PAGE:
3. What level of the technology infrastructure should be made available to a volunteer? Is there mission-critical information that should be off-limits to your volunteer? If so, how will the volunteer work around these limitations?
  4. How often do you need this person to be available? Do you need a volunteer to act as a consultant on a semi-regular or one-time basis?
  5. Are you ready for a volunteer? Managing a volunteer project and implementing changes will take time. Make sure you've defined the project and budgeted staff -- and any other resources -- you think will be necessary. (For ideas, download TechSoup's Working with Technical Volunteers: A Manual for NPOs .)
  6. In addition, you may want to interview candidates. This may seem extreme for a volunteer position, but remember that many information technology projects require a certain level of access to an organization's infrastructure. Even if you are simply seeking some consulting or advice, you still need to seek this knowledge from a reputable source.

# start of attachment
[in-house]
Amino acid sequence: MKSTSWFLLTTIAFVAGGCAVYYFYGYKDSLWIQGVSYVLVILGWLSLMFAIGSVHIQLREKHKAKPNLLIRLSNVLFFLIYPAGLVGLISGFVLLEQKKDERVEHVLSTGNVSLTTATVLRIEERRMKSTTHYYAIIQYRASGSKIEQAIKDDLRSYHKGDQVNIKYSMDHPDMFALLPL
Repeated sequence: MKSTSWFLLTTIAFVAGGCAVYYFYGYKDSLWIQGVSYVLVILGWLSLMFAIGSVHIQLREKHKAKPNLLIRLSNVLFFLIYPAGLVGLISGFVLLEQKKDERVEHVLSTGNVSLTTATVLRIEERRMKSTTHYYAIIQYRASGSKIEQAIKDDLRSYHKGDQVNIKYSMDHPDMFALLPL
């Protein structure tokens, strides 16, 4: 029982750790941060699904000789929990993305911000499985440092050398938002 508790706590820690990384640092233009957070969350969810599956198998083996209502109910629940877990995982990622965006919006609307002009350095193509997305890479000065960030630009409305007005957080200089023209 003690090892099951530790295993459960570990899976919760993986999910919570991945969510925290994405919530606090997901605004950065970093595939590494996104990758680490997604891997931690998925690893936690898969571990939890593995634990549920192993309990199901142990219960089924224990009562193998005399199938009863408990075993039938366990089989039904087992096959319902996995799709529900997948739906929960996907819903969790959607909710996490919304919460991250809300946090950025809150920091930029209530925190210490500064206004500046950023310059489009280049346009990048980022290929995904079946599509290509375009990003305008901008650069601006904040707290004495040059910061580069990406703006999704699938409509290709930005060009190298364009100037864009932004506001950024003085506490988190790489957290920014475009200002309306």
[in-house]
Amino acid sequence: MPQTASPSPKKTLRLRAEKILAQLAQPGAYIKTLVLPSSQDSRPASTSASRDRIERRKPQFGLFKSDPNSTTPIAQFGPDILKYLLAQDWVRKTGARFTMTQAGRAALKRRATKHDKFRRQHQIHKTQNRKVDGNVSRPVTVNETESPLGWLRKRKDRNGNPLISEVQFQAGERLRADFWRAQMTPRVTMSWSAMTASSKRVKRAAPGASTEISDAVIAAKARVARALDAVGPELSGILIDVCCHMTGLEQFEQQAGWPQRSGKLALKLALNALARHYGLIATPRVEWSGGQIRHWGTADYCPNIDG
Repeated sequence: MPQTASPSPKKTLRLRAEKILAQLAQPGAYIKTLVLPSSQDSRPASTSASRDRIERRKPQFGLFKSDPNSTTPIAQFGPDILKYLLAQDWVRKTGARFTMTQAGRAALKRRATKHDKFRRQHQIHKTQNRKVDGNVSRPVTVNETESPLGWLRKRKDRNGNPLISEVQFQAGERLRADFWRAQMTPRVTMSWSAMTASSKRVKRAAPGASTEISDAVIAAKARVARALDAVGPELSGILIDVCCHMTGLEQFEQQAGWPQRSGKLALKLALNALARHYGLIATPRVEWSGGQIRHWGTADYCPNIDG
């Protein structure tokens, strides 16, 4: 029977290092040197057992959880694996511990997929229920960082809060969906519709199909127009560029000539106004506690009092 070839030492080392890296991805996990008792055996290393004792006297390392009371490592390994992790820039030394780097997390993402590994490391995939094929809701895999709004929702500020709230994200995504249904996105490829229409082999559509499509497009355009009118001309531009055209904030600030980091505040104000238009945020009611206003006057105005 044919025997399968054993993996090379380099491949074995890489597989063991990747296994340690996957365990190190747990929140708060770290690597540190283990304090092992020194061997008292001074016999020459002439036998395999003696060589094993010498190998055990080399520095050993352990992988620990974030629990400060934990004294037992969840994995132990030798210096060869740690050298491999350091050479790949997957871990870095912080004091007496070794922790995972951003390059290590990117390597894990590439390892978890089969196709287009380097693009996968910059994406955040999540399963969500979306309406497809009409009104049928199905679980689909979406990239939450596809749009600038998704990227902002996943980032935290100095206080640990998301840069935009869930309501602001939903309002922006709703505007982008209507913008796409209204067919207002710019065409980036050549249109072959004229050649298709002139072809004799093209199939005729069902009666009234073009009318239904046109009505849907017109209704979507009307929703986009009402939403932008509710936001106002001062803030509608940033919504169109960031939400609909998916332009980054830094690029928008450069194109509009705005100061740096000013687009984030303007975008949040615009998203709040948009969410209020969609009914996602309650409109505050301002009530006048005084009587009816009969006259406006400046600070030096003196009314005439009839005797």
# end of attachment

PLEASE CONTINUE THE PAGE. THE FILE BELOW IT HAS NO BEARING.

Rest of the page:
The Volunteer's Perspective

There's more to becoming a successful technology volunteer than understanding technology -- you need to understand nonprofit culture and how to introduce and inspire needed changes. This takes patience and understanding. With experience, you will learn more about how typical nonprofits use technology. In the meantime, volunteers should consider the following:

  1. Request an initial interview with an organization to understand its expectations for your position.
  2. Organizations may not want volunteers to have full access to all of the organization's informational and hardware infrastructure. Ask for details, and find out how you'll work around limitations that affect your work.
  3. Organizations may want a volunteer for a specific project. Make sure you understand the scope of the project, and that it's not so limited that you will become frustrated.